The Rule of St. Benedict and the Episcopal Church

Several years ago, several distinct faces of history came tighter as I was trying to plan a season of worship.  One: the first Book of Common Prayer was written between 1538 and 1545 and revised shortly thereafter. It is marked by a simplified Daily Office and weekly Eucharist with primacy given to the Psalms in worship. It also includes a strong insistence on the regular reading of the Bible, which I always took to be Protestant overlay of the Roman Catholic pattern of worship.

But then Two hit me. Between 1536 and 1541 or so Henry VIII and Thomas Cromwell closed the monasteries of England, Wales, and Scotland. The complaints and need for reform were real, but the dissolutions were terrible. Official numbers are hard to quantify, but somewhere between 620 and 900 religious houses were closed in an area 20% smaller than Arizona. Imagine all those monks, nuns, and canons integrating into local parishes. People who prayed multiple times a day in community, who read their Bibles devotionally, and lived according to a common rule of life.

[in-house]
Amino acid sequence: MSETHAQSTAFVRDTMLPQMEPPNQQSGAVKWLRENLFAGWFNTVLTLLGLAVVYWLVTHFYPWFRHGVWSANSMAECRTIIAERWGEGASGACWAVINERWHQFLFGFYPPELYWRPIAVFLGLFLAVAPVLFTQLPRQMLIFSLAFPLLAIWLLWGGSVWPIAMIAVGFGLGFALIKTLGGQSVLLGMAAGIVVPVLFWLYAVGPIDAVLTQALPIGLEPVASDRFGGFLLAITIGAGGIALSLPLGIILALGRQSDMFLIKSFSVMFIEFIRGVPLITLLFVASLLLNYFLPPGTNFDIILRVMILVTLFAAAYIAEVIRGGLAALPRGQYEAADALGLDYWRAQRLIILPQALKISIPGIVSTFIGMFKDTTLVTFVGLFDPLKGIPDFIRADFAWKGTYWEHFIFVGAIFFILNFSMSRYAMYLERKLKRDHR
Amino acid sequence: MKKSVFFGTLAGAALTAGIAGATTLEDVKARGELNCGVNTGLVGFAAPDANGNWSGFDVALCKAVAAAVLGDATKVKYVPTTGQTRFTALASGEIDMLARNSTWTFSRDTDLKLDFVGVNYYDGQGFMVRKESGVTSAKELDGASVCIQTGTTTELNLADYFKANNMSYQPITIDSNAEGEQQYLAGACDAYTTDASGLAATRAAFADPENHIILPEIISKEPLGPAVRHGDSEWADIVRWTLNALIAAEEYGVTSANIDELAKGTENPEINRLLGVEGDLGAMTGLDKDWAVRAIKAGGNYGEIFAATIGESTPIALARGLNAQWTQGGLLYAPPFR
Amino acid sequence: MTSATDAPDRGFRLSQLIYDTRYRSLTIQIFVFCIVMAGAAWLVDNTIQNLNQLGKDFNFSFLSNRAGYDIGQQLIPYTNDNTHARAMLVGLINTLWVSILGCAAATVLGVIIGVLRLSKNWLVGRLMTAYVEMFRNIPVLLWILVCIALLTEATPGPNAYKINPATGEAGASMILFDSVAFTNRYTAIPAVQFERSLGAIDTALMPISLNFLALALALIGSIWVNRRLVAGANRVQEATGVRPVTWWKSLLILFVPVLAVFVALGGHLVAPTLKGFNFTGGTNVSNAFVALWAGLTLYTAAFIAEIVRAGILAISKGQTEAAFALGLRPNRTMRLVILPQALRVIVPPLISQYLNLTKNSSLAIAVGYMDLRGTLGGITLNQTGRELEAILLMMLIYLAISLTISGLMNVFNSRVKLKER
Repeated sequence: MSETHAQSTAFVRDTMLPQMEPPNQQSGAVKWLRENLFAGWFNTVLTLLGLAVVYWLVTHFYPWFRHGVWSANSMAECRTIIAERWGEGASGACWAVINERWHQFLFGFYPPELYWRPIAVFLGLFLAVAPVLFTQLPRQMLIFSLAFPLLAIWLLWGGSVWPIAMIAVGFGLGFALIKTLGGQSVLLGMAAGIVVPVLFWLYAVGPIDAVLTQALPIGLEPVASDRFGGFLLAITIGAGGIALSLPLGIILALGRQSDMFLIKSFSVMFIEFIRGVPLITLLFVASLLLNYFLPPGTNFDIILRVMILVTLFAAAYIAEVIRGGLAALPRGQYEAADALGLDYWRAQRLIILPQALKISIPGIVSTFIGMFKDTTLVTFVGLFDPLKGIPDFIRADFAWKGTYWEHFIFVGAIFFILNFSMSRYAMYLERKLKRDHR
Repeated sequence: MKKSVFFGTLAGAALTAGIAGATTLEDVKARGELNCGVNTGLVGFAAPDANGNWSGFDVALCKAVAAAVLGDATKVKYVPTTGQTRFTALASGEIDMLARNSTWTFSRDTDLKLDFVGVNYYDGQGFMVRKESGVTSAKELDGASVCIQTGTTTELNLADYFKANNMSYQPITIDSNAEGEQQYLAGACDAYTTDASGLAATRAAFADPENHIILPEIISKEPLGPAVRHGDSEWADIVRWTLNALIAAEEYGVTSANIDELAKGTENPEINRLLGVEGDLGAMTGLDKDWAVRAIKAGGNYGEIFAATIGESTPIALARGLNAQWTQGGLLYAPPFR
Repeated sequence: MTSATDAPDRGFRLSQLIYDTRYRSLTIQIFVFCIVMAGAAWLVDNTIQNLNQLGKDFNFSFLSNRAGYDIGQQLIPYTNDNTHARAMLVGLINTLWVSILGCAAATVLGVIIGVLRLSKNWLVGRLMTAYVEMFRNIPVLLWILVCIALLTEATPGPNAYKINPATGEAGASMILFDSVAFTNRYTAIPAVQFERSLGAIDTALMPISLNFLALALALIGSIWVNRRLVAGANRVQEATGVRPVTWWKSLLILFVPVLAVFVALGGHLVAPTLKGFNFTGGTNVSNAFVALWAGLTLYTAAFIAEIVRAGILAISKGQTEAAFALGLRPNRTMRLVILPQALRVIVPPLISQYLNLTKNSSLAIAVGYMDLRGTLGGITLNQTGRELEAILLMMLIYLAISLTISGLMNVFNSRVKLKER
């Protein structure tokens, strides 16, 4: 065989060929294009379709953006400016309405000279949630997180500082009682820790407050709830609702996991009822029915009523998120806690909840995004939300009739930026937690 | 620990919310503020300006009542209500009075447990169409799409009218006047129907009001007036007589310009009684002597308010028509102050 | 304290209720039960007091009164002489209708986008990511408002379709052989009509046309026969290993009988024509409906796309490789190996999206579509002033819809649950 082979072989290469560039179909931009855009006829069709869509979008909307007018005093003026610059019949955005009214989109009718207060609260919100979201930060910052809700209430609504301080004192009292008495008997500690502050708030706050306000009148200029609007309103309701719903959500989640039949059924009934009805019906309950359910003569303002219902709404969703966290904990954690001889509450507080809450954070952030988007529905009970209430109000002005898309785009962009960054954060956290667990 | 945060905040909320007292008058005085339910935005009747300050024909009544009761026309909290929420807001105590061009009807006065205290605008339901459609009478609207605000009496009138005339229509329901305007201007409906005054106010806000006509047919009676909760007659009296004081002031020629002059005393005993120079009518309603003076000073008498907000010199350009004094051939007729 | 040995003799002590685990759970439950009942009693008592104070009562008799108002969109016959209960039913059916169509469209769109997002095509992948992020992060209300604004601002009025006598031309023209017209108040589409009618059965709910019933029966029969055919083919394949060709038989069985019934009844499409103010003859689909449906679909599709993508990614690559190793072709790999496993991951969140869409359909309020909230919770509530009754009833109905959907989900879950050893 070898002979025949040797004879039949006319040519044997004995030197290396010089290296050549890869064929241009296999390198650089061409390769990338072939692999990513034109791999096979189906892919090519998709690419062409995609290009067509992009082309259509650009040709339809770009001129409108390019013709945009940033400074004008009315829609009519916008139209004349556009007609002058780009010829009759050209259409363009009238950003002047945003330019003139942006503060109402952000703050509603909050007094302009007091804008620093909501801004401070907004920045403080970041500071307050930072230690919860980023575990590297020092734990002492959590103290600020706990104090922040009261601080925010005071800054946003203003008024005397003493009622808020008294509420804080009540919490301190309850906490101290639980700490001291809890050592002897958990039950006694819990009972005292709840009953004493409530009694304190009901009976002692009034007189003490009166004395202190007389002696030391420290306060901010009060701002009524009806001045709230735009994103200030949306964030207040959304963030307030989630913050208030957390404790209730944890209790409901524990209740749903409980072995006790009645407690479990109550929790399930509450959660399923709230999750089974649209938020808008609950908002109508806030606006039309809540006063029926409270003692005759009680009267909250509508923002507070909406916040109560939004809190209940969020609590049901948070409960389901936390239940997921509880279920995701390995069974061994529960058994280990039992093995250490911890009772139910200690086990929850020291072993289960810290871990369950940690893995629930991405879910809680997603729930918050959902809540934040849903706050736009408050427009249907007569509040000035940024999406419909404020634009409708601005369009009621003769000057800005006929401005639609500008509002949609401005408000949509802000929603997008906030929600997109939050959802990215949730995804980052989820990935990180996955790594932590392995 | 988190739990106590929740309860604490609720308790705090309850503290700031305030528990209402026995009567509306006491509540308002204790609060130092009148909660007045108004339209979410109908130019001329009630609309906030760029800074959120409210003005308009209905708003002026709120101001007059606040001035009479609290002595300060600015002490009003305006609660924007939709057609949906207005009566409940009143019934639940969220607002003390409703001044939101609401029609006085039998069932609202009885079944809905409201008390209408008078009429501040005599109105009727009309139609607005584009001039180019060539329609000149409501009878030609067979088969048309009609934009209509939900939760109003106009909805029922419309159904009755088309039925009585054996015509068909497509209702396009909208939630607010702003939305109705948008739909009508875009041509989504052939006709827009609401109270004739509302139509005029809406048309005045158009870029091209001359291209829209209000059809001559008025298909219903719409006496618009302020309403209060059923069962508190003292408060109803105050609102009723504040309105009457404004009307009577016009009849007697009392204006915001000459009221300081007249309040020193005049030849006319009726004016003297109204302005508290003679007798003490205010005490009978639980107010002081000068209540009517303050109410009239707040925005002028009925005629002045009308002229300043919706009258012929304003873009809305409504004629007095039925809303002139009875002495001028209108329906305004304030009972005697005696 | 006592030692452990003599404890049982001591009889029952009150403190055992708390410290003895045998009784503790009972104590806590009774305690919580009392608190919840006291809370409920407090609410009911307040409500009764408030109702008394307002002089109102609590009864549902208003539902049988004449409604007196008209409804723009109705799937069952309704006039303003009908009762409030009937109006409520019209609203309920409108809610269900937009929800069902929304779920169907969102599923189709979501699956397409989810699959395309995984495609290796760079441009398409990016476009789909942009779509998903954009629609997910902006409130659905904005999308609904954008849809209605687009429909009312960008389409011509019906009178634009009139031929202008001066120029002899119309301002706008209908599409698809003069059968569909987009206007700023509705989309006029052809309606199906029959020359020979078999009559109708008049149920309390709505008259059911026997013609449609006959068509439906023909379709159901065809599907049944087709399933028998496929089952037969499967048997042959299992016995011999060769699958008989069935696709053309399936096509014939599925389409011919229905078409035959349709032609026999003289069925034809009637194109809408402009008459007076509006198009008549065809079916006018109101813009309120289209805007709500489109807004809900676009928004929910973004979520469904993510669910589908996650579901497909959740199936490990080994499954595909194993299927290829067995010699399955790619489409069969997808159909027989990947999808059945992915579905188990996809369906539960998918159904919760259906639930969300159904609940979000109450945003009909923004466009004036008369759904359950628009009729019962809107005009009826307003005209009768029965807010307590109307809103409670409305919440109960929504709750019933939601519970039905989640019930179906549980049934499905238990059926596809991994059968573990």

Three sealed the deal: the marks of the devotional life in the Book of Common Prayer were the same as those that had marked the monastic lives of all those former religious who were swelling the church. And as we have said all along, those marks were adapted for life in the family and village; lives of regular people.

This influence is hard to ignore.  Of course, once this occurred to me, I found scholars and theologians were ahead of me by hundreds of years! My favorite past Anglican theologian, Martin Thornton, wrote a book called English Spirituality in which he says this very thing. 

So, for you and me this influence is helpful. We are meant to be shaped by a life of common prayer and reading, growing toward maturity in Christ while living out our common faith in common lives of parenting and marriage, singleness and jobs, golf courses and retirement homes.

Thank God for such a rich history. We are heirs to a legacy of life in Christ lived along a simple pattern that allows us to grow while living in freedom within the world where we are called to be as Christ in the boardroom and the playground and the pew and the grocery store.

Our worship is still deeply marked by the simplicity and beauty of the monastic and the laughter and joy of daily life.